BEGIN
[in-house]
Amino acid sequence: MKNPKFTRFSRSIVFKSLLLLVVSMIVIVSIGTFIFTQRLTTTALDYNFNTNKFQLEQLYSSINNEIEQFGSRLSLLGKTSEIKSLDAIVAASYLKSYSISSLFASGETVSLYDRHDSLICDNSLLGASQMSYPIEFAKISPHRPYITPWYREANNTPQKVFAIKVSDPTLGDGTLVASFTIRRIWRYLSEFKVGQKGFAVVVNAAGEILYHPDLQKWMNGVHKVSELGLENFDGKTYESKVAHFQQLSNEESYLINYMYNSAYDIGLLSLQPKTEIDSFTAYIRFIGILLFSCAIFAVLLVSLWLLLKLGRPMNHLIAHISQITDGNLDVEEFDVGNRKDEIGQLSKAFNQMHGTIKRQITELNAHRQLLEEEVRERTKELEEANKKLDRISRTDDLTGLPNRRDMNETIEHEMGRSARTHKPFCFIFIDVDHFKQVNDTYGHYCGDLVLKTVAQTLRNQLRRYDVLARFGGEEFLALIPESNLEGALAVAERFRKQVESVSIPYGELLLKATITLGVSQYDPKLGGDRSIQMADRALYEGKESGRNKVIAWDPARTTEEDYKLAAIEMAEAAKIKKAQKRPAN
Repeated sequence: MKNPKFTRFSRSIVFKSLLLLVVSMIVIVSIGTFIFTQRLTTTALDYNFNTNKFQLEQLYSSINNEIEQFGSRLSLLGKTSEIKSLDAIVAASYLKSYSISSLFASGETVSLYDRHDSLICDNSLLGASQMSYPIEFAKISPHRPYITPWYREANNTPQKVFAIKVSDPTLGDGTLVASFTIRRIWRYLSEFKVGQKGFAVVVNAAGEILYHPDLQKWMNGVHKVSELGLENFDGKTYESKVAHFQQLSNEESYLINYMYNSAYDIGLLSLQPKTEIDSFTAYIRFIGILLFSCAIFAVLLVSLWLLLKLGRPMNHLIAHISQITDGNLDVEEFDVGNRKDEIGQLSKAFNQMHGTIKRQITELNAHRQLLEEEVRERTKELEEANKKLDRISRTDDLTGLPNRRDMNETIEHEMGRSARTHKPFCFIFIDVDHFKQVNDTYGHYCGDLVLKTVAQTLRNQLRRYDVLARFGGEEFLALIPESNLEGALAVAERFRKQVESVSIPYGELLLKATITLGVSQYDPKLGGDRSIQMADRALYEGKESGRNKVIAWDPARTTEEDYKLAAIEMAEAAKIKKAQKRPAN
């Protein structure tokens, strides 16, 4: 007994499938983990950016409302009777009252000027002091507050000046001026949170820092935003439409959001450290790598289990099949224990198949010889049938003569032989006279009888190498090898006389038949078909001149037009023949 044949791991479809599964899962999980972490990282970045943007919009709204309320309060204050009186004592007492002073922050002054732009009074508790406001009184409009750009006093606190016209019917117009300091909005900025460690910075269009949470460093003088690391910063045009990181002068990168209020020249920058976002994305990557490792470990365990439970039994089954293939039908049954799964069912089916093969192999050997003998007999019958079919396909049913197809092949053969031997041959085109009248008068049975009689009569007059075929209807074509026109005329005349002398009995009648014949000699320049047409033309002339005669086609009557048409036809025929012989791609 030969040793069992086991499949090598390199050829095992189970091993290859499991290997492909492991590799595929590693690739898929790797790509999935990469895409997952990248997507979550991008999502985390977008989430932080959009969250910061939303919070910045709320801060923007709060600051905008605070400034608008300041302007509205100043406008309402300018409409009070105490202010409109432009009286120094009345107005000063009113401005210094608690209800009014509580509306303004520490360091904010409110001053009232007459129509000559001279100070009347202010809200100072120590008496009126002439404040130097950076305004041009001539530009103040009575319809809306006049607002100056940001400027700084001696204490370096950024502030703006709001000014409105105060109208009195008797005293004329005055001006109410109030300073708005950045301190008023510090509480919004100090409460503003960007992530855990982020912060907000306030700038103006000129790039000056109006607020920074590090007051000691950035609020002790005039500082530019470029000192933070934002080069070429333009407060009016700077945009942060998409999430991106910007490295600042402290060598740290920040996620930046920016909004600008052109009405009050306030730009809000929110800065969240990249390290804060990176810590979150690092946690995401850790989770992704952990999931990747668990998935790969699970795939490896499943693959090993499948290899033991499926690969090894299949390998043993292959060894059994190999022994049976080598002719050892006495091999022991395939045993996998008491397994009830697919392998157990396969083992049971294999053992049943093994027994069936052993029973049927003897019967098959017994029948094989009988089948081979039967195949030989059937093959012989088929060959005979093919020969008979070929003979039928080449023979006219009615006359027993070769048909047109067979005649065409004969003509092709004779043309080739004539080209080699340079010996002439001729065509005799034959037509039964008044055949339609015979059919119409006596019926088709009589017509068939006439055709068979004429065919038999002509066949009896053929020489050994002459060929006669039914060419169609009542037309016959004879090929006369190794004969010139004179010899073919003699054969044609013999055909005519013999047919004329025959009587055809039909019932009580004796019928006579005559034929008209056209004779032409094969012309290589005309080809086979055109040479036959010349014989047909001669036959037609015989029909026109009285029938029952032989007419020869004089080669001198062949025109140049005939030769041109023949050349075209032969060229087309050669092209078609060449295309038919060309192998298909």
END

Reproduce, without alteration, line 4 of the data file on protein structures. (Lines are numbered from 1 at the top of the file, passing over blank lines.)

């Protein structure tokens, strides 16, 4: 007994499938983990950016409302009777009252000027002091507050000046001026949170820092935003439409959001450290790598289990099949224990198949010889049938003569032989006279009888190498090898006389038949078909001149037009023949 044949791991479809599964899962999980972490990282970045943007919009709204309320309060204050009186004592007492002073922050002054732009009074508790406001009184409009750009006093606190016209019917117009300091909005900025460690910075269009949470460093003088690391910063045009990181002068990168209020020249920058976002994305990557490792470990365990439970039994089954293939039908049954799964069912089916093969192999050997003998007999019958079919396909049913197809092949053969031997041959085109009248008068049975009689009569007059075929209807074509026109005329005349002398009995009648014949000699320049047409033309002339005669086609009557048409036809025929012989791609 030969040793069992086991499949090598390199050829095992189970091993290859499991290997492909492991590799595929590693690739898929790797790509999935990469895409997952990248997507979550991008999502985390977008989430932080959009969250910061939303919070910045709320801060923007709060600051905008605070400034608008300041302007509205100043406008309402300018409409009070105490202010409109432009009286120094009345107005000063009113401005210094608690209800009014509580509306303004520490360091904010409110001053009232007459129509000559001279100070009347202010809200100072120590008496009126002439404040130097950076305004041009001539530009103040009575319809809306006049607002100056940001400027700084001696204490370096950024502030703006709001000014409105105060109208009195008797005293004329005055001006109410109030300073708005950045301190008023510090509480919004100090409460503003960007992530855990982020912060907000306030700038103006000129790039000056109006607020920074590090007051000691950035609020002790005039500082530019470029000192933070934002080069070429333009407060009016700077945009942060998409999430991106910007490295600042402290060598740290920040996620930046920016909004600008052109009405009050306030730009809000929110800065969240990249390290804060990176810590979150690092946690995401850790989770992704952990999931990747668990998935790969699970795939490896499943693959090993499948290899033991499926690969090894299949390998043993292959060894059994190999022994049976080598002719050892006495091999022991395939045993996998008491397994009830697919392998157990396969083992049971294999053992049943093994027994069936052993029973049927003897019967098959017994029948094989009988089948081979039967195949030989059937093959012989088929060959005979093919020969008979070929003979039928080449023979006219009615006359027993070769048909047109067979005649065409004969003509092709004779043309080739004539080209080699340079010996002439001729065509005799034959037509039964008044055949339609015979059919119409006596019926088709009589017509068939006439055709068979004429065919038999002509066949009896053929020489050994002459060929006669039914060419169609009542037309016959004879090929006369190794004969010139004179010899073919003699054969044609013999055909005519013999047919004329025959009587055809039909019932009580004796019928006579005559034929008209056209004779032409094969012309290589005309080809086979055109040479036959010349014989047909001669036959037609015989029909026109009285029938029952032989007419020869004089080669001198062949025109140049005939030769041109023949050349075209032969060229087309050669092209078609060449295309038919060309192998298909």